I recovered from a bad crash once with Co Q-10. I think the important thing often is the dosage, to restore whatever functional deficiencies in mitochondrial function exist and can be restored, and then there's a ceiling above which you won't get much benefit, but maybe even harm.
In my case, I had 200mg. caps, and if memory serves had been taking half twice a day even during the crash, but it wasn't having any noticeable effect. Or to clarify, I had been taking it for months/years before that and had gotten improvement from it, which I noticed would gradually diminish over a few weeks when I stopped taking it, and so I started taking it again and just stayed at that 100/100 "plateau" or "ceiling" dose.
A few weeks after the crash and having gone through a bunch of things that didn't seem to help, I thought I would increase the coQ10 to 200mg to see if that would help, and right away within about an hour I felt 75 percent better. That's with my @ss dragging for weeks. There was a definite improvement, no question at all. Then I would take 100mg again in the afternoon, 200/100 again the next couple of days until I was much better, basically back to baseline, then gradually I decreased back down to 100/100 again and maintained there. So it definitely can have an effect, depending on what your particular metabolic profile or needs are.
Now since the immune activation that worsened the CFS last year, and the CHF symptoms are also worse, I wouldn't dare take anywhere near that amount. I just started taking about 20mg. a couple days ago, because too much and the heart starts pounding a little for a few hours, and then when it wears off there's a negative rebound effect where the heart feels much weaker for a few days. So especially if you seem to have the cardiac/left ventricular, etc. dysfunction that Cheney talks about, you have to take it very cautiously. I can totally understand why Cheney doesn't recommend it anymore. It can help, but it can also be a double edged sword and cause problems if you overload the pathway that apparently the co Q10 is activating (complex II or III, I think, maybe even IV a little, but I don't remember offhand). Maybe oxygen gets shunted off the ETC and causes the problems, or maybe it's a direct effect of the coQ, I don't really know. All the methylation blocks, etc. that Rich talks about are undoubtedly also implicated at some level, maybe even primarily. Fix those, and maybe even a few hundred mg. would be okay. With the immune CFS it doesn't seem to be, though - for me at least.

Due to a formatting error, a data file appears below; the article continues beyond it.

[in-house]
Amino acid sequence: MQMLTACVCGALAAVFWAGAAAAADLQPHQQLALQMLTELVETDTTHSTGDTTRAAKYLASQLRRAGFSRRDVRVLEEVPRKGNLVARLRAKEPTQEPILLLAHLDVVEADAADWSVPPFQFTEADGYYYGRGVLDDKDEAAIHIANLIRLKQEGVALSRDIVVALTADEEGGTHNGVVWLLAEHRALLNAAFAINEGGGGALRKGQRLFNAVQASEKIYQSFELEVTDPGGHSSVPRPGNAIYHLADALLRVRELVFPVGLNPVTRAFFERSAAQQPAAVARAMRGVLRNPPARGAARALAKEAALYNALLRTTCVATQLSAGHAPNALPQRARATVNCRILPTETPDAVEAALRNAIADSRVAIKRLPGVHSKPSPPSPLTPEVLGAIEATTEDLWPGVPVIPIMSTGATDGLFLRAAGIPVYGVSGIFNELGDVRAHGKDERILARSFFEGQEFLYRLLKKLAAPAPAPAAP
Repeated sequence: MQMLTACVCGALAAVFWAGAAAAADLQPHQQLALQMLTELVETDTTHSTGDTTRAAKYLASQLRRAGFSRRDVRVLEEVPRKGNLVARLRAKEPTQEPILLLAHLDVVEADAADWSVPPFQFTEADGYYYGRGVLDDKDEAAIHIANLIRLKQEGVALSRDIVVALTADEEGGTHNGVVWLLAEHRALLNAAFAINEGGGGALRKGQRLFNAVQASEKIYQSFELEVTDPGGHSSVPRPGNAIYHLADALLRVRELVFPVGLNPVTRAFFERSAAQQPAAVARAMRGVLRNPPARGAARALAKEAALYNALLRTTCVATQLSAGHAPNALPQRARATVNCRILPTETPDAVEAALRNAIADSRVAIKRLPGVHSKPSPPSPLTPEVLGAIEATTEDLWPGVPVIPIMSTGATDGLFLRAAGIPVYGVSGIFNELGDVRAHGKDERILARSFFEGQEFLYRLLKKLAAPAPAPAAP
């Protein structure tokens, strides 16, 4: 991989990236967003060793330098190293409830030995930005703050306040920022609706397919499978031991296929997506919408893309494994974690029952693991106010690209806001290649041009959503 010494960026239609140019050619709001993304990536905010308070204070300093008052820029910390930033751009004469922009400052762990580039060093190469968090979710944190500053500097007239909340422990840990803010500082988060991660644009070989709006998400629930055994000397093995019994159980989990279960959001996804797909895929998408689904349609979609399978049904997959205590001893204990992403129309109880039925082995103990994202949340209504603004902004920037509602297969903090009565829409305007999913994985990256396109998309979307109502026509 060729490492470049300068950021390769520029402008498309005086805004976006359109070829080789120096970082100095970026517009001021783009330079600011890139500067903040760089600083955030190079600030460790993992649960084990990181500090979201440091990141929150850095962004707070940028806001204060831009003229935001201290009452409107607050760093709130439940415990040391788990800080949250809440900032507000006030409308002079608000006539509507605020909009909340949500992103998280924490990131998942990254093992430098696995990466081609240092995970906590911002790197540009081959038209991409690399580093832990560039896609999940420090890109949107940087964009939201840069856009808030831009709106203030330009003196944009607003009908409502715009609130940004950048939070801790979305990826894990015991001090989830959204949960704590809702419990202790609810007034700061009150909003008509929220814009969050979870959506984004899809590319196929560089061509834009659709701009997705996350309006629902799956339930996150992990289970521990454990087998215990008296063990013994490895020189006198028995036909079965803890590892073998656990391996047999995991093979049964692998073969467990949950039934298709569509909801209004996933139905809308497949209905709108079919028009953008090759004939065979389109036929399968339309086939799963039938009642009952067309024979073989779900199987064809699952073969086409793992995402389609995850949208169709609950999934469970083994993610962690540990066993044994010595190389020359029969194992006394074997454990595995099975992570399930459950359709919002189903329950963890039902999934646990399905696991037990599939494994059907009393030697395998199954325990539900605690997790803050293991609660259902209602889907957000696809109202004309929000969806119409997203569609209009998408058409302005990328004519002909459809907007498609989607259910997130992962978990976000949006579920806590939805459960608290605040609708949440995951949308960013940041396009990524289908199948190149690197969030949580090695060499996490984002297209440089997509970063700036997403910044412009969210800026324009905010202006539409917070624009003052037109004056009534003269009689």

Btw, after trying a bunch of different brands (Country Life and some "gelcap" type that I forget what brand it is are two that I remember), since then I've always used Jarrow Co Q10, because it worked the best and was the least expensive per mg. and seems to be of good quality. And those are powdered capsules, so I think (or rather, I know - for me, at least), that the idea that powdered forms are ineffective is not correct. That's not to say some other form of delivery might not be even more effective, but as long as the dosage is optimized (meaning to what the person requires, not to a particular milligram amount), the powdered form definitely works fine. I can detect the effects of even 10-20mg of the Jarrow, so I would say it's a good brand and powder is not a problem.